Picture this: It’s officially 2019. The ball has dropped, the music has stopped, and the remnants of the evening’s festivities are still scattered about your home. There couldn’t be a better time to reflect on the changes you’d like to make in the year ahead—and that’s where resolutions come in.
But you already know all about that. This after-party setting is common, and so is the push for change. And when that’s your mindset, it’s more likely for those plans to eventually fall short. Instead of feeling like you should make a resolution as part of the familiarity of a new year, let’s decide to link those good intentions to an action plan. We put together a list of the five most common New Year's resolutions, but we didn’t leave it there.
More than just hoping to eat better, exercise more, work harder, and be more involved, we’re providing ways for you to get started so that you might have the momentum to keep going. Because when it comes to resolutions, we don’t want you to only feel the thrill of a possible reinvention. We want you to feel the confidence rooted in actual change.
Common resolution: I want to exercise more often.
This resolution is the basis for most television commercials until March: People have overindulged from Halloween through Christmas, and now they feel the need to get back on track. The first thing you should remember is that changing your exercise habits is tough, and it’ll take consistency to get past those first difficult workouts.
Start slowly—perhaps at 20 minutes a day—and work your way up to more strenuous exercises. Keep going by trying new workouts to get your blood pumping—like swims at the community pool, runs around the neighborhood, and ClassPass offers, and invite friends to join in.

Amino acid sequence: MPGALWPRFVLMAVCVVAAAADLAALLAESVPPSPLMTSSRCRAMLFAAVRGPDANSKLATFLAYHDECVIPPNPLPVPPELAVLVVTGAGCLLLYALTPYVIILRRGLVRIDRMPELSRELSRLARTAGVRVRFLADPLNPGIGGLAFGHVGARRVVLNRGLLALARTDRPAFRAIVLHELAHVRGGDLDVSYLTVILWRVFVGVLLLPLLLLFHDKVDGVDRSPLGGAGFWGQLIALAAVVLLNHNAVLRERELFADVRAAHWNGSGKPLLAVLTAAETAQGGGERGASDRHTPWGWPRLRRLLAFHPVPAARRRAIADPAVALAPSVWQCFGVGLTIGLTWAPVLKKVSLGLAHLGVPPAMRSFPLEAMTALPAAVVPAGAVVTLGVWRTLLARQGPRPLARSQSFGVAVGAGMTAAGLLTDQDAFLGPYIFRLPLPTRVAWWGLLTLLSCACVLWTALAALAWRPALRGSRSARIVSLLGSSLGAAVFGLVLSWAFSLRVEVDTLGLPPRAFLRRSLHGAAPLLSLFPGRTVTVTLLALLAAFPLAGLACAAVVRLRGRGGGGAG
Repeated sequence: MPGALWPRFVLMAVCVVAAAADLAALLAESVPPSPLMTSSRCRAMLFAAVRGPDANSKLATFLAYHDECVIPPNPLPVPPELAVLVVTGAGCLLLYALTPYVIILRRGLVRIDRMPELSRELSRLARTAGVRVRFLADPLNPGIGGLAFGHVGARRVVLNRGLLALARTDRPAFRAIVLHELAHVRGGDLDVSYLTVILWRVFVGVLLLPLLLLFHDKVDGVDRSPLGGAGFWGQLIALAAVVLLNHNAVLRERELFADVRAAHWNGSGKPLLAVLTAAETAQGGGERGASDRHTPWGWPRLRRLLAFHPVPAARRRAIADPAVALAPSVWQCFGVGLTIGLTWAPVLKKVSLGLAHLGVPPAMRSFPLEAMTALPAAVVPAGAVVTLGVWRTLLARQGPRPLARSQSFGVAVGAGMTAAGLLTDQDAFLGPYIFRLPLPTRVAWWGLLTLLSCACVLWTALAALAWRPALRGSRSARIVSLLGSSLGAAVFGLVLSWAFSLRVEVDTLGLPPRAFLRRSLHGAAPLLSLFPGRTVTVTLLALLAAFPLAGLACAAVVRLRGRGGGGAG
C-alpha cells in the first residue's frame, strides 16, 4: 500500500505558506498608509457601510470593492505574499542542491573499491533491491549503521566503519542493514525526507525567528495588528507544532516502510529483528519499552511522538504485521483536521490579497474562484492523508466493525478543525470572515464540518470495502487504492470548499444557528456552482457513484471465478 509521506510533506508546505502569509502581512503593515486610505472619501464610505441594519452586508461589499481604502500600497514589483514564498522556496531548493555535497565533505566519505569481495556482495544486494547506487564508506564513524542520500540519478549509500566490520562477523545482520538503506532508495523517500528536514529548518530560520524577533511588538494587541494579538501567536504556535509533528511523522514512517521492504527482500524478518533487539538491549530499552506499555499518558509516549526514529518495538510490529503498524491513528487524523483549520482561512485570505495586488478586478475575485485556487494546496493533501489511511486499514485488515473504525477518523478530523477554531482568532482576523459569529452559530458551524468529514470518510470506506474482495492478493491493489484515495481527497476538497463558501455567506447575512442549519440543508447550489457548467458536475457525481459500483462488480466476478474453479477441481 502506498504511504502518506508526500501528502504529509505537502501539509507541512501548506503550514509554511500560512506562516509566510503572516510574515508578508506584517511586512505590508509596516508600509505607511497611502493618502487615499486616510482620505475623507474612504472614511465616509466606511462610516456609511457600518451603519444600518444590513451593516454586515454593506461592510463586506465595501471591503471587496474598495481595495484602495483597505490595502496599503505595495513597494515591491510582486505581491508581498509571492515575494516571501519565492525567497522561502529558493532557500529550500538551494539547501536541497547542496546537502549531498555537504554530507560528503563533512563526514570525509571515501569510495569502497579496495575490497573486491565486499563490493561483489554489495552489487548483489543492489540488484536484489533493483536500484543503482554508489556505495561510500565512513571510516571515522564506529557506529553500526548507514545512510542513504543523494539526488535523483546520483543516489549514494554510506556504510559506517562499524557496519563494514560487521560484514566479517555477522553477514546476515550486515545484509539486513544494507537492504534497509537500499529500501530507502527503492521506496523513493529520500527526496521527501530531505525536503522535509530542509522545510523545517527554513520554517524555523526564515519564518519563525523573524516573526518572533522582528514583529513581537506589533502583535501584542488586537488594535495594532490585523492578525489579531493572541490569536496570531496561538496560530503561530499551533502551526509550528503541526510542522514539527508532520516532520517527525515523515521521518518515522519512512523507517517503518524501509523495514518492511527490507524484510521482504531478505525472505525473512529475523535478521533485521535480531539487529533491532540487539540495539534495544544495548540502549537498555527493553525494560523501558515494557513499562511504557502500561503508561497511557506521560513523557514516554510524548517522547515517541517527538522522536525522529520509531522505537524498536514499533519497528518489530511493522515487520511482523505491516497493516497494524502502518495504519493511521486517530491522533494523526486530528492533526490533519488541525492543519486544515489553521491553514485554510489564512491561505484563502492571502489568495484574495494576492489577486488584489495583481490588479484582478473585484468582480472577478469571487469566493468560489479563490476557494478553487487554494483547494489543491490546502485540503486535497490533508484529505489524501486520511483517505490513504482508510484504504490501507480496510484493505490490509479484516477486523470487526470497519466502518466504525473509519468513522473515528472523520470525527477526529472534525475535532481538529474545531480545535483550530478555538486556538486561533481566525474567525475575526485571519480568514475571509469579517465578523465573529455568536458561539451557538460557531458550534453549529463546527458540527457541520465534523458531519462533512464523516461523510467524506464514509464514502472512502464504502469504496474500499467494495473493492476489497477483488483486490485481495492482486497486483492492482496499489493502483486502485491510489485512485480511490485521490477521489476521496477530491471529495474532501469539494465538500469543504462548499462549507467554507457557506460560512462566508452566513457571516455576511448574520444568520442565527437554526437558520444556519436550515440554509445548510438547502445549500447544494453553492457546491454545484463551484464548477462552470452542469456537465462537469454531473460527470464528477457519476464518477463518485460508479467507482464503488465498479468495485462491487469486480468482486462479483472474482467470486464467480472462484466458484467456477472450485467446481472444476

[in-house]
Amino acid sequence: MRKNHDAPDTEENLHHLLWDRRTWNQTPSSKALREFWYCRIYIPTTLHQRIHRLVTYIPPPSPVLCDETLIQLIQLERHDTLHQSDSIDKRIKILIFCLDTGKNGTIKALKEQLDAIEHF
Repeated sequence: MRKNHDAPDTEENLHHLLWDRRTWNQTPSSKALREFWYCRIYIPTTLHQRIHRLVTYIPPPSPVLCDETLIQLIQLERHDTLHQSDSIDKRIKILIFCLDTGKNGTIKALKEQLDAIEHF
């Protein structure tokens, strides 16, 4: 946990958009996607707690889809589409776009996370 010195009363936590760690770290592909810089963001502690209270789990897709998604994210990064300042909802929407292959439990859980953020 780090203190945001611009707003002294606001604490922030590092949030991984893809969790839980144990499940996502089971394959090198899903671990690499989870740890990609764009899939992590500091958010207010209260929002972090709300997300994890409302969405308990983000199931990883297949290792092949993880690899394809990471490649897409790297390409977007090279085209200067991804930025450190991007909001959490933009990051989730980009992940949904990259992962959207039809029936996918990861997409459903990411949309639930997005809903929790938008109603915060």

Bonus Tip: Podcasts are great ways to track your time during workouts. Music isn’t the only option!
Common resolution: I want to eat healthier.
Much like exercising regularly, turning healthy eating into a routine takes time. It isn’t easy to go from having dessert every night to suddenly cutting yourself off from sweets. Instead of opting for the cold-turkey option of clearing your kitchen of every cookie, ice cream carton, and candy wrapper immediately, be gradual.
Tell yourself you can eat desserts, but only once or twice a week. Be kind to yourself as you make these adjustments, too. On the flip side, give yourself a chance to adapt to healthier foods. Make meal plans of nutritious breakfast, lunch, and dinner recipes, and try to stick to them as best as you can. As unhealthy foods are pushed to the periphery, it’ll be easier to leave them there.
Bonus Tip: Sticking to simple and fast recipes will make this switch easier on your schedule. Look for recipes that can be made with sheet pans, Instant Pots, and slow-cookers so that your hands-on time is minimal.
Common resolution: I want a better job.
This one is a little more complicated. Do you want a better job, are you looking for a promotion, or are you ready to go elsewhere? If you’re looking for a career change, the first thing you should do is ask yourself this question: What’s the best career move for this year?
Once you answer that question, develop a plan. What do I need to do to get started on this in the coming weeks? Who should I talk to about this—my manager, my mentor, a professional contact? What do I need to do to prepare for that conversation?